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Taste - Science - Educatall

Globule wonders...Globule

How do we taste food?

 

Experiment: Taste

 

Hypotheses: Present children with the question. Ask them which parts of their body they use to taste food. (Tongue? Cheeks? Nose? Throat? Stomach?...) Ask them if they have ever noticed that they taste flavours less when they have a cold. Suggest they name flavours they like and dislike.


Material:

  • A scarf
  • Nose clip
  • A mirror
  • A slice of apple per child
  • A piece of radish per child
  • Sippy cups containing water, one per child
  • Sippy cups containing fruit juice, one per child

The experiment can be done with many kinds of food provided they have similar textures and very different

tastes

 

Manipulations:

  1. Your daycare worker will blindfold you and put a nose clip on your nose.

  2. She will give you food to taste, one item at a time. Taste them and try to identify them.

  3. Try to identify beverages the same way.

  4. Remain silent when it is another friend's turn to taste. Do not tell him what he is eating or drinking!

Explanations: Your tongue has 3000 taste buds which detect basic flavour types: salty, sweet, bitter, and acid. Ask children if they can name foods having each of these types of flavour. The last two are more difficult but little geniuses will surely come up with something! Use a mirror to observe the many taste buds on your tongue. Those tiny little bumps help you taste what you eat.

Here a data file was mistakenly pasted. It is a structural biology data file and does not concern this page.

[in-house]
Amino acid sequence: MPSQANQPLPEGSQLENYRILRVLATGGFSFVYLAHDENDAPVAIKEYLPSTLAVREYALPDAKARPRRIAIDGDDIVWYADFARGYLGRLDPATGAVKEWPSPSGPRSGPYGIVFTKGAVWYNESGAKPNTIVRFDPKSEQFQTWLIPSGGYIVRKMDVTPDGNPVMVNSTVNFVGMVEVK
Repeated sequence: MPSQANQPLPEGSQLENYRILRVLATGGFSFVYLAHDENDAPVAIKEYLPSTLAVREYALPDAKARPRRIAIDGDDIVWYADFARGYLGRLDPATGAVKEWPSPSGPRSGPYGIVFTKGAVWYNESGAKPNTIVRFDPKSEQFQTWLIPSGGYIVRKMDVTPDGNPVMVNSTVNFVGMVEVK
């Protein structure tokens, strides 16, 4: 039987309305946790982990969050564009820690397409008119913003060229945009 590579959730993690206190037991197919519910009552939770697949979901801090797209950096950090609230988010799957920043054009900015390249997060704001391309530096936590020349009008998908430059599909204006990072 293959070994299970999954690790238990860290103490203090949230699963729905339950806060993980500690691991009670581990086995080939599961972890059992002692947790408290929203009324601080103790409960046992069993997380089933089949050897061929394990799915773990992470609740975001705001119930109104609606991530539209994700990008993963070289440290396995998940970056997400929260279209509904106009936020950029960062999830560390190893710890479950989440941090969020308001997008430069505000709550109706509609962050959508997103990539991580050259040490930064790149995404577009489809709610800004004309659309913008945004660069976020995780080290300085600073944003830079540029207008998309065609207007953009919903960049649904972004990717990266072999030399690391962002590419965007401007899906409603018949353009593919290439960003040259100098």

However, many sensations which you think come from your sense of taste actually come from your sense of smell. Your nostrils are linked to the back of your throat. After each sip or each bite, the odour of your food reaches your nose. This explains why it is so difficult to differentiate foods when blindfolded.

 

 

Angélique Boissonneault


has a Bachelor's Degree in Biological Science. She has worked in a laboratory and tested her knowledge. She has taught Math, Chemistry, and Physics. She has also developed a simplistic and innovative approach designed to introduce young children to scientific experiments, old and new. She created her friend Globule. This character is sometimes red, and sometimes white. He guides little ones through their scientific experiments and discoveries. It is clear to see Angélique is passionate about children and science. Globule's Approach.


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